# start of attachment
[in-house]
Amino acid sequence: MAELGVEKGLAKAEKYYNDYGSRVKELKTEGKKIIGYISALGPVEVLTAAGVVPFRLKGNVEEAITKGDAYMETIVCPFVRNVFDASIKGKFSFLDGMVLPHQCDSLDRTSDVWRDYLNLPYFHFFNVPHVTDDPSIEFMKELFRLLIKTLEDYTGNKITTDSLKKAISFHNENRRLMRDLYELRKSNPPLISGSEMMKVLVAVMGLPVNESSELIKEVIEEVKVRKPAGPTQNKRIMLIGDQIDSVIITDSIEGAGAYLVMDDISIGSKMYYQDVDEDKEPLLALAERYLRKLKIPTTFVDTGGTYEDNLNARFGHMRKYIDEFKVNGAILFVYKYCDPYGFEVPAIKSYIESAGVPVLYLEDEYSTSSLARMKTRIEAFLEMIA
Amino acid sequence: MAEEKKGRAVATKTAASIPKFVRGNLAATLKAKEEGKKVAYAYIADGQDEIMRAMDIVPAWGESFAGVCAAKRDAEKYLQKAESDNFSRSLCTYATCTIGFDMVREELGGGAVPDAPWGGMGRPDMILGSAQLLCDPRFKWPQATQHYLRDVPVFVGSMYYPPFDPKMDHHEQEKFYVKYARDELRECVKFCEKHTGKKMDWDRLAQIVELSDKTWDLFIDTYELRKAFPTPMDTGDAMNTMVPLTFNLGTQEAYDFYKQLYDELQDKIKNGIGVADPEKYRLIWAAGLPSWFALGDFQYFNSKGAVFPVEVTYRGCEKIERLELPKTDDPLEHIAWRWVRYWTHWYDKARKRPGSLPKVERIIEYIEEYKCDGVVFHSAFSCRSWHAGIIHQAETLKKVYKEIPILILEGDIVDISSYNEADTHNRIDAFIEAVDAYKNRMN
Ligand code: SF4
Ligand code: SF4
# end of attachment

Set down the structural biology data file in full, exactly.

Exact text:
[in-house]
Amino acid sequence: MAELGVEKGLAKAEKYYNDYGSRVKELKTEGKKIIGYISALGPVEVLTAAGVVPFRLKGNVEEAITKGDAYMETIVCPFVRNVFDASIKGKFSFLDGMVLPHQCDSLDRTSDVWRDYLNLPYFHFFNVPHVTDDPSIEFMKELFRLLIKTLEDYTGNKITTDSLKKAISFHNENRRLMRDLYELRKSNPPLISGSEMMKVLVAVMGLPVNESSELIKEVIEEVKVRKPAGPTQNKRIMLIGDQIDSVIITDSIEGAGAYLVMDDISIGSKMYYQDVDEDKEPLLALAERYLRKLKIPTTFVDTGGTYEDNLNARFGHMRKYIDEFKVNGAILFVYKYCDPYGFEVPAIKSYIESAGVPVLYLEDEYSTSSLARMKTRIEAFLEMIA
Amino acid sequence: MAEEKKGRAVATKTAASIPKFVRGNLAATLKAKEEGKKVAYAYIADGQDEIMRAMDIVPAWGESFAGVCAAKRDAEKYLQKAESDNFSRSLCTYATCTIGFDMVREELGGGAVPDAPWGGMGRPDMILGSAQLLCDPRFKWPQATQHYLRDVPVFVGSMYYPPFDPKMDHHEQEKFYVKYARDELRECVKFCEKHTGKKMDWDRLAQIVELSDKTWDLFIDTYELRKAFPTPMDTGDAMNTMVPLTFNLGTQEAYDFYKQLYDELQDKIKNGIGVADPEKYRLIWAAGLPSWFALGDFQYFNSKGAVFPVEVTYRGCEKIERLELPKTDDPLEHIAWRWVRYWTHWYDKARKRPGSLPKVERIIEYIEEYKCDGVVFHSAFSCRSWHAGIIHQAETLKKVYKEIPILILEGDIVDISSYNEADTHNRIDAFIEAVDAYKNRMN
Ligand code: SF4
Ligand code: SF4